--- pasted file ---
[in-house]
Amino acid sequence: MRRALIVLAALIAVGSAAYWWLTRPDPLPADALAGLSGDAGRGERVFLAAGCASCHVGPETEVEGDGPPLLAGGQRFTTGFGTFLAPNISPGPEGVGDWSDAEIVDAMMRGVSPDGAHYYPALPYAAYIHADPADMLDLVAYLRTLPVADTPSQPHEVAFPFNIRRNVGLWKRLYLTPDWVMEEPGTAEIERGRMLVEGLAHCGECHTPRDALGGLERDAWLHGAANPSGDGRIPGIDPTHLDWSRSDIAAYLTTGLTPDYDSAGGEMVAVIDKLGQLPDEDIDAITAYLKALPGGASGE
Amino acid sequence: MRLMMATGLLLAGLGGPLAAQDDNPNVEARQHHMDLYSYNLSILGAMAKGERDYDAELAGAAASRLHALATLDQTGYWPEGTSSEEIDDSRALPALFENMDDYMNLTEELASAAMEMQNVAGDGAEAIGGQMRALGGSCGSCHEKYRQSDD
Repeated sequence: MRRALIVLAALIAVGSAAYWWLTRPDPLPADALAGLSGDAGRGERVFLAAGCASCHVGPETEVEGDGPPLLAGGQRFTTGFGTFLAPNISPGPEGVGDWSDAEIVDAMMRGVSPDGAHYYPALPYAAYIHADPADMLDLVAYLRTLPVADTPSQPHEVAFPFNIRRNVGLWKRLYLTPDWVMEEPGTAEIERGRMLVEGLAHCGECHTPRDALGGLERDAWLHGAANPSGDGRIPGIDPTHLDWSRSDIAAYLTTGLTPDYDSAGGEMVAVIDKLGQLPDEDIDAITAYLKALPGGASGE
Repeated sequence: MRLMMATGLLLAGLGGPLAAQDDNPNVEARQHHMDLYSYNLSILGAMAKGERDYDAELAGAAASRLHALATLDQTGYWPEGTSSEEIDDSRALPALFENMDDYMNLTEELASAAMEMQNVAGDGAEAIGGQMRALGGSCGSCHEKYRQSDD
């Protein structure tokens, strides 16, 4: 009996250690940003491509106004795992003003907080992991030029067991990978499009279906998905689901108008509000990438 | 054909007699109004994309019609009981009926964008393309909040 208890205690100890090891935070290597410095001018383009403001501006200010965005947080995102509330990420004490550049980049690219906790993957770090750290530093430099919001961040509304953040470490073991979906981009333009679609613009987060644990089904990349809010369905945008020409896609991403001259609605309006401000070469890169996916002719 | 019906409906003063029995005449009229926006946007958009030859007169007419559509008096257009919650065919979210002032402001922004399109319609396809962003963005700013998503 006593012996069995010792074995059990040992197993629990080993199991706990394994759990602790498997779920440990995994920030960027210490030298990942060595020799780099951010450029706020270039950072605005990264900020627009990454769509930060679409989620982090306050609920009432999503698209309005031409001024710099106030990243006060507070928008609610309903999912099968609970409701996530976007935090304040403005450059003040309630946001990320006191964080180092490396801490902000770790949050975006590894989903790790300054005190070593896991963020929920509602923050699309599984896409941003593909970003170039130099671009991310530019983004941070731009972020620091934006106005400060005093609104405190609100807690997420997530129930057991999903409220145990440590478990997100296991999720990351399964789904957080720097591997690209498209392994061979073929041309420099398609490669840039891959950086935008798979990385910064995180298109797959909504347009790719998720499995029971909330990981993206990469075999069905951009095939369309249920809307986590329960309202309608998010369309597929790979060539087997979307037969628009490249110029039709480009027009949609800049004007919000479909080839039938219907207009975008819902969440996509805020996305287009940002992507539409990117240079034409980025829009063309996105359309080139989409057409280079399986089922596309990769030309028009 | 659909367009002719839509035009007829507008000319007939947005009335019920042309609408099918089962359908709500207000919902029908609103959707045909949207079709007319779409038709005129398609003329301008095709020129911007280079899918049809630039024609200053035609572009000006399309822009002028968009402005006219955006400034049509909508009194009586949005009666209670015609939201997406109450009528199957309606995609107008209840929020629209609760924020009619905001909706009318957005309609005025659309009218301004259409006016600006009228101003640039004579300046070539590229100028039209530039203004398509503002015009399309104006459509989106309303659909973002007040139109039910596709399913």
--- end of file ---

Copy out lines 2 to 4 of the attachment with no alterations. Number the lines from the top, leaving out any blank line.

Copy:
Amino acid sequence: MRRALIVLAALIAVGSAAYWWLTRPDPLPADALAGLSGDAGRGERVFLAAGCASCHVGPETEVEGDGPPLLAGGQRFTTGFGTFLAPNISPGPEGVGDWSDAEIVDAMMRGVSPDGAHYYPALPYAAYIHADPADMLDLVAYLRTLPVADTPSQPHEVAFPFNIRRNVGLWKRLYLTPDWVMEEPGTAEIERGRMLVEGLAHCGECHTPRDALGGLERDAWLHGAANPSGDGRIPGIDPTHLDWSRSDIAAYLTTGLTPDYDSAGGEMVAVIDKLGQLPDEDIDAITAYLKALPGGASGE
Amino acid sequence: MRLMMATGLLLAGLGGPLAAQDDNPNVEARQHHMDLYSYNLSILGAMAKGERDYDAELAGAAASRLHALATLDQTGYWPEGTSSEEIDDSRALPALFENMDDYMNLTEELASAAMEMQNVAGDGAEAIGGQMRALGGSCGSCHEKYRQSDD
Repeated sequence: MRRALIVLAALIAVGSAAYWWLTRPDPLPADALAGLSGDAGRGERVFLAAGCASCHVGPETEVEGDGPPLLAGGQRFTTGFGTFLAPNISPGPEGVGDWSDAEIVDAMMRGVSPDGAHYYPALPYAAYIHADPADMLDLVAYLRTLPVADTPSQPHEVAFPFNIRRNVGLWKRLYLTPDWVMEEPGTAEIERGRMLVEGLAHCGECHTPRDALGGLERDAWLHGAANPSGDGRIPGIDPTHLDWSRSDIAAYLTTGLTPDYDSAGGEMVAVIDKLGQLPDEDIDAITAYLKALPGGASGE